(NaturalNews) There is a saying that goes, "Desperate times call for desperate measures," and clearly, city officials in one drought-stricken Texas town are getting desperate.
According to the CBS News affiliate in Dallas-Fort Worth, one North Texas community may serve up recycled sewer water to residents because of prolonged dry conditions in the region:
Wichita Falls is two hours outside of Dallas. Three years ago 88-percent of Texas was under exceptional drought conditions -- that's the worst classification of drought. Today there are just two small areas that still have that designation and the city of Wichita Falls is in one of them.
The report said that nearby Lake Arrowhead gave a clear indication of just how bad the drought has become. Though it is one of the town's main sources of water, it is currently only at about 27 percent capacity, officials said.
If you look over the banks, you can see boat docks that are some 10 to 15 feet above dry land. And the nearest water to them is hundreds of feet away. Discovery News reported that the current drought is the third-worst on record for Texas.
Saving five million gallons per day
Per CBS DFW:
The lake bed is littered with dead fish and shells. When the wind blows you're reminded of a dustbowl.
Every time the water in the lake drops, officials in Wichita Falls consider enacting more severe water restrictions. Through conservation efforts, city water usage dropped from between 45 and 50 million gallons of water each day before the drought, to 12 million gallons a day now. But the water savings still aren't enough.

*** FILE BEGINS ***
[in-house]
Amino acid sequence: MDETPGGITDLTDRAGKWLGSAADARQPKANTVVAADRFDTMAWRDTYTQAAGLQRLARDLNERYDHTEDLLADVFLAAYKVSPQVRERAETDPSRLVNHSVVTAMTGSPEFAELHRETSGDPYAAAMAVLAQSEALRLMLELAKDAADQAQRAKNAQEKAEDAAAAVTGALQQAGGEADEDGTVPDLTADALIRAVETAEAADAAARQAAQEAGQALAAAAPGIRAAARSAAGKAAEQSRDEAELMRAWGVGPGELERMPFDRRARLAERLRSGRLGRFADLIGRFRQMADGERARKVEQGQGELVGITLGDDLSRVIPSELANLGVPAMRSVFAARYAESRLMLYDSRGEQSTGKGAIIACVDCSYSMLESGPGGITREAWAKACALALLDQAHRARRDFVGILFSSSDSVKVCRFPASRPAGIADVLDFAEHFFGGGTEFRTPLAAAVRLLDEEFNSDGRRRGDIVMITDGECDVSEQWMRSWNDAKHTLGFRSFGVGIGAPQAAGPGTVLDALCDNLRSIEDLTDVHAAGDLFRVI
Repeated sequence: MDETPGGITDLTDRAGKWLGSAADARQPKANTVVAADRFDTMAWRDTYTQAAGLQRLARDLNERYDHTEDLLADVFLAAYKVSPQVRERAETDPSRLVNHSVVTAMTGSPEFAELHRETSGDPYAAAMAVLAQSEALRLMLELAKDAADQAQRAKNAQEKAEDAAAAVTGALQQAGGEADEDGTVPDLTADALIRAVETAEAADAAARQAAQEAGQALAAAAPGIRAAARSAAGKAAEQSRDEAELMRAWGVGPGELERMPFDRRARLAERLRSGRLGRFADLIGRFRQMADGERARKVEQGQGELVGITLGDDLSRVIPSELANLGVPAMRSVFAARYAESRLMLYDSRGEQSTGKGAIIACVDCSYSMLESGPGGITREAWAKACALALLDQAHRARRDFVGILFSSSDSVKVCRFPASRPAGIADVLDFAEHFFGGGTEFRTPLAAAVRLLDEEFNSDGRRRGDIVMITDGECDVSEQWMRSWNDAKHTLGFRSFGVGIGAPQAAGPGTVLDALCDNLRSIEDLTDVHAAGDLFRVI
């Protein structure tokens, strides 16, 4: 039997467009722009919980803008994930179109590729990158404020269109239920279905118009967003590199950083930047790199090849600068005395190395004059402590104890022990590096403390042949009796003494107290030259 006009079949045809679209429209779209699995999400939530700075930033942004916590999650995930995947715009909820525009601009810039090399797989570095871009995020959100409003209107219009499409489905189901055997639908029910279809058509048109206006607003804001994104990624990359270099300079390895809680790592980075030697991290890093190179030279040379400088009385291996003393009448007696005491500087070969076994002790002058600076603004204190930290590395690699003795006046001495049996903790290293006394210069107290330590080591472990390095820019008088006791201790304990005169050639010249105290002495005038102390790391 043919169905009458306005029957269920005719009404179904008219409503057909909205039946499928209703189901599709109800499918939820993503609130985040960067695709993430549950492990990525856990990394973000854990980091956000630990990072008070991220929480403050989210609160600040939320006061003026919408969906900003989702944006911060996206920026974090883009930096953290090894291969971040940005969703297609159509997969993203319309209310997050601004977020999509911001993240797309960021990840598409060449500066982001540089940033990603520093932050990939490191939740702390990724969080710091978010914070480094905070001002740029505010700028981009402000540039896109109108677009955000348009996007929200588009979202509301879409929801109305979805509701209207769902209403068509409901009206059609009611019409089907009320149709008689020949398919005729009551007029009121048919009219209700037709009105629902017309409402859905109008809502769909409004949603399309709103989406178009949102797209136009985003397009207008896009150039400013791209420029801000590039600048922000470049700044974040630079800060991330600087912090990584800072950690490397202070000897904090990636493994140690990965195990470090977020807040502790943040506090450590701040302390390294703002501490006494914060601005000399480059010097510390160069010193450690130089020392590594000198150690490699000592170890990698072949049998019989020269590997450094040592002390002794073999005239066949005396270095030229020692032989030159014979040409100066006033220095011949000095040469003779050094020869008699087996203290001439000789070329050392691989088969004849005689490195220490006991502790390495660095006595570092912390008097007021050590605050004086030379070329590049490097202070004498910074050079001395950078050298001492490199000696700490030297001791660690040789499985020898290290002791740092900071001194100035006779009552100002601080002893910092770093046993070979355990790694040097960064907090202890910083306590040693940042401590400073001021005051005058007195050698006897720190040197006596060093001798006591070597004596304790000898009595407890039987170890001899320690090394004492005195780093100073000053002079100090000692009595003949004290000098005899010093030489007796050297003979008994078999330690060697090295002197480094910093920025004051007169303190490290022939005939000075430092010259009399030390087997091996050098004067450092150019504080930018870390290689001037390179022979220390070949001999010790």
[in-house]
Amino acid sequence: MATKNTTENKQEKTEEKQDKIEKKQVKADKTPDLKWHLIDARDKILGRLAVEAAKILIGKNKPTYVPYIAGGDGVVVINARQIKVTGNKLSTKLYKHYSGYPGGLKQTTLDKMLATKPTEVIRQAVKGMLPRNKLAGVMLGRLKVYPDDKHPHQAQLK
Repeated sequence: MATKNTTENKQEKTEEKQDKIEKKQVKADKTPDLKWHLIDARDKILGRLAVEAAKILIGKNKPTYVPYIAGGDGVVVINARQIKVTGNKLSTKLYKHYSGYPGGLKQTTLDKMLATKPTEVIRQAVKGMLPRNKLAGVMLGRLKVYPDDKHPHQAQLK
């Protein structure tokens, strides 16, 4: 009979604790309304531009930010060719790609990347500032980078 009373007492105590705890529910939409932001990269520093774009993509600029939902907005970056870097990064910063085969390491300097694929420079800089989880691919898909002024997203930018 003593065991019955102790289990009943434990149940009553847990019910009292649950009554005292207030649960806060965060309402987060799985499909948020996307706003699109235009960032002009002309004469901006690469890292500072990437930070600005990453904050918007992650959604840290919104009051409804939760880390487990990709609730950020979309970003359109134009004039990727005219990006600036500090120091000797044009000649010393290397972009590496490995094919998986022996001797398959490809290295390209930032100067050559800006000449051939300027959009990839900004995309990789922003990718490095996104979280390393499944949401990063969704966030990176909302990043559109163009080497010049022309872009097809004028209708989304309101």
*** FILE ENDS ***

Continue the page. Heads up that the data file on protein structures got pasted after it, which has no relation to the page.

"This reuse system will put five million gallons [of water] back in the distribution system a day," Mayor Glenn Barham told the affiliate. "So, it saves us taking five million gallons out of the lake."
North Texas is a region used to droughts, and so Wichita Falls officials began planning for dire water conditions about two years ago. One plan that had been suggested once before, but then dropped, was again up for consideration: taking water straight from the waste treatment facility and sending it to the water treatment plant for additional cleaning, then into the water system.
"Now there's a big black pipe that snakes through town connecting the city's waste water facility to the water treatment plant," the report said. "Currently the city is in the process of completing 45 days of testing. They send the results to the state environmental quality department. Once there the department will take 30 days to decide whether the water is safe enough to put directly into the tap."
The program could go live as early as April, officials said, adding that, so far, regarding the testing, things are going well.
"We evaluated the waste-water first to see what kind of quality we would be dealing with. The wastewater quality coming out of that plant was very high, so we didn't have a lot of things to deal with," public utilities operations manager Daniel Nix told the affiliate.
Such high-quality test results mean the city did not have to put a whole lot of effort into turning the wastewater into something that residents would be able to drink (or want to drink). And, as Discovery News pointed out, NASA uses a more direct toilet-to-tap system on the space station.
But will residents drink up? A number of residents whom the CBS affiliate talked to said no, thanks -- they'll stick to the bottled or filtered water they are currently using.
Still, most residents understand the city is in dire straits and needs to do something.
"I'm happy about it because we're concerned here about our water levels and whether or not we're going to have water," said resident Juanita Dean.